In response to the Deputy's direct question, I will absolutely defend the backstop but the backstop is there as a means to an end. Let us not forget what the backstop is, namely a legally operable guarantee that the mechanisms will be put in place to ensure no hardening of the border between Northern Ireland and Ireland. It is the outcome that we need to achieve and I stand by that, absolutely.

I am well aware of the intent and the content of the backstop and welcome the Taoiseach's assertion that he will stand by it. I take it that this will remain the case, irrespective of overtures or pressure that might come from the British Government or from other quarters. The backstop is necessary, as the Taoiseach correctly said, to avoid a hard border. It logically follows that in the absence of a backstop, the Border will harden and that will result in many things, including checks as goods crossing that border. The Taoiseach has again failed to set out the contingency in that eventuality, which is not one that I or anyone in this House wishes to come to pass. What happens then? The contingency legislation for east-west matters has been dealt with and we will see that legislation shortly but the big question remains. What happens regarding the Border on the island of Ireland, not least in the context of the consequences for the Good Friday Agreement? What is the contingency plan for that? Let us make no mistake about it, as sure as night follows day, if there is a crash Brexit and there is no backstop, a hardening of the Border will follow automatically.

The Deputy is way over time.

What will the Taoiseach do? I agree with him that his should not, under any circumstances, be the Government that reimposes a hard border on the island of Ireland. However, that begs the question again: what does the Government do?

I beg the Deputy to acknowledge that she is over time.

What does the Taoiseach propose to do? What is the contingency in that set of circumstances?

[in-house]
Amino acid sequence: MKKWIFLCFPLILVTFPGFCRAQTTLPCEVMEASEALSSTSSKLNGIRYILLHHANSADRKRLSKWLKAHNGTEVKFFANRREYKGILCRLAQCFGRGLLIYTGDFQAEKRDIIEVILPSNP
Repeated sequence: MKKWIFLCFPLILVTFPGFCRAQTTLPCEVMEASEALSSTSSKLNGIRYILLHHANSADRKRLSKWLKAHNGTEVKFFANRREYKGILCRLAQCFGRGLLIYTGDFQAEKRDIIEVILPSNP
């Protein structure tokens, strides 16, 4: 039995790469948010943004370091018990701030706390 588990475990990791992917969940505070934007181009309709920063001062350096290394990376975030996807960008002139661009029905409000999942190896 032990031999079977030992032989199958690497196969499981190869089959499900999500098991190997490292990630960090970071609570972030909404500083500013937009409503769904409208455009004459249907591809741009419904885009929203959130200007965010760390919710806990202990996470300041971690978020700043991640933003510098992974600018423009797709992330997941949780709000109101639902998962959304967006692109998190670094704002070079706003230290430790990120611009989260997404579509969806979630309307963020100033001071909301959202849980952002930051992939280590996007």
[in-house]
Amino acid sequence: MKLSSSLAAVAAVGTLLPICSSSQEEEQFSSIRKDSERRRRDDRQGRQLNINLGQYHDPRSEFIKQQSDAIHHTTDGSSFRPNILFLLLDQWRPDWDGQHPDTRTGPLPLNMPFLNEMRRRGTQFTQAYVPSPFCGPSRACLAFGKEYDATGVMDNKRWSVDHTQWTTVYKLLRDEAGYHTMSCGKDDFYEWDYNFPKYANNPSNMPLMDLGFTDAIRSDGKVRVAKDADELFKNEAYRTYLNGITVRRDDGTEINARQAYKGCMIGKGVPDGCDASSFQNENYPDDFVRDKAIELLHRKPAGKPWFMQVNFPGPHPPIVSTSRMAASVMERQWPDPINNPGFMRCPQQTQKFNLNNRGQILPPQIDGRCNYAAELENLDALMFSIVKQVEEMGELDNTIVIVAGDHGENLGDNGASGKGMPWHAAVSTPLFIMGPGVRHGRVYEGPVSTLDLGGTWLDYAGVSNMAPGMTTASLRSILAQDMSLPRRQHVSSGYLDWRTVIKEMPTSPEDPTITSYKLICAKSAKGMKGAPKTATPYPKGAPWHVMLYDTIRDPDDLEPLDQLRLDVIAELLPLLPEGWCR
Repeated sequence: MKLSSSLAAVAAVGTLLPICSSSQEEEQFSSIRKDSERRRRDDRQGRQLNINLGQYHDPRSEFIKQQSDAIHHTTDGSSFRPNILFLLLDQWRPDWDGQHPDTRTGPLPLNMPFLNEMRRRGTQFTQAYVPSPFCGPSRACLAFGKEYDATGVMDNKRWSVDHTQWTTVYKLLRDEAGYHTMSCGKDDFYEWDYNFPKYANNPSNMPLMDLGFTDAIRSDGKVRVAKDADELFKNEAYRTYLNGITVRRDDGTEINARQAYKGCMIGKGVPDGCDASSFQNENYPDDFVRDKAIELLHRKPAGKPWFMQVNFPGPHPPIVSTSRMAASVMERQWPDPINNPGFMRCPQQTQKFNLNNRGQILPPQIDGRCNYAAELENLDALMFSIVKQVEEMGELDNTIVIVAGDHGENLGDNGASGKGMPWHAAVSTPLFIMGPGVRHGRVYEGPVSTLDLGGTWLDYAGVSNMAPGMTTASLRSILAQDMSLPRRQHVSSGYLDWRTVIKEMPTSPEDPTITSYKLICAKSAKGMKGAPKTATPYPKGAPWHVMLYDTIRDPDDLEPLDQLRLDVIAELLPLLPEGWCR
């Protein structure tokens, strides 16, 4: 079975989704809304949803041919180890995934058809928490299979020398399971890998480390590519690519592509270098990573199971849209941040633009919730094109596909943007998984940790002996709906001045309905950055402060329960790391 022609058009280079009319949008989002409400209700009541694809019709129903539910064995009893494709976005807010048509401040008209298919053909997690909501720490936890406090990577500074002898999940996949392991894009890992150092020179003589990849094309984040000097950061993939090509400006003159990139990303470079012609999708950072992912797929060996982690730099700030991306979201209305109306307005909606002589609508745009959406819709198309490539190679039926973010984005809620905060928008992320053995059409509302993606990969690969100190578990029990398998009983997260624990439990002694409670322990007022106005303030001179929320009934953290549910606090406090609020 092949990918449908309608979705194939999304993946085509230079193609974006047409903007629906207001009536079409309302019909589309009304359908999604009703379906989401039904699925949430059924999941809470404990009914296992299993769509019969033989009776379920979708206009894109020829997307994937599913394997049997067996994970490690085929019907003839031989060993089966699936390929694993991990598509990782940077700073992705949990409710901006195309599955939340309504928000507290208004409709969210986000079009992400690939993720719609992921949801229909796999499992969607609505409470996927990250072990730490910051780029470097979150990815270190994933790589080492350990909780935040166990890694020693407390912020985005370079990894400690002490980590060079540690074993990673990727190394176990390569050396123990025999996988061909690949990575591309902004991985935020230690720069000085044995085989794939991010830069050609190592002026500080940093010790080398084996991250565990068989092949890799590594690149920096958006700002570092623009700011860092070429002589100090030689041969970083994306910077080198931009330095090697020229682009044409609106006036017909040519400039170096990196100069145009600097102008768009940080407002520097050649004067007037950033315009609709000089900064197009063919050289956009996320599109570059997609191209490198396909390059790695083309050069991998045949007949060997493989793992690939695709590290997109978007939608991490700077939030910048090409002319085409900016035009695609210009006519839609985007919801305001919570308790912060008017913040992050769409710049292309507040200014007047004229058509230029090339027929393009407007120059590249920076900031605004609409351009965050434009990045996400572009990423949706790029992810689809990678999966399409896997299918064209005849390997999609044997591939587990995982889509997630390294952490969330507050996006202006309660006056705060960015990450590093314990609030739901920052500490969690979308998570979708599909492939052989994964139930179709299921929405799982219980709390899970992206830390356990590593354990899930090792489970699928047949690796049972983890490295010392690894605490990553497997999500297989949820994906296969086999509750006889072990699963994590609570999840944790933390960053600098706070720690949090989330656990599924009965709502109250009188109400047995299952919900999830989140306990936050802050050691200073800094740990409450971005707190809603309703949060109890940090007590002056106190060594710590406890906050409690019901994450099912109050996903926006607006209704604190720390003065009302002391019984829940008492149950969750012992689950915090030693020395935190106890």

The Government of the United Kingdom - and the United Kingdom - has given the people of Ireland and Northern Ireland a commitment that Brexit, which is its policy, will not result in a hard border between Northern Ireland and Ireland. We have come up with the solution. We have it in the withdrawal agreement plus the backstop. That is how we avoid a hard border between Northern Ireland and Ireland. It is now for those who have rejected that solution to honour their commitment to us that there will be no hard border between Northern Ireland and Ireland by coming up with an alternative solution that does exactly what it needs to do. The ball is now very much in their court. I do not believe they will be able to come up with an alternative solution. I do not believe they will be able to come up with something that departs very differently from what has been agreed, unless they fundamentally change their red lines in relation to the customs union and the Single Market.

We stand by the withdrawal agreement. We stand by the backstop. Westminster has rejected it.

It is now up to Westminster to come together to develop a solution to what it believes is a Brexit it can pass through the House of Commons. Whatever it comes up with must be acceptable to the European Union and Ireland.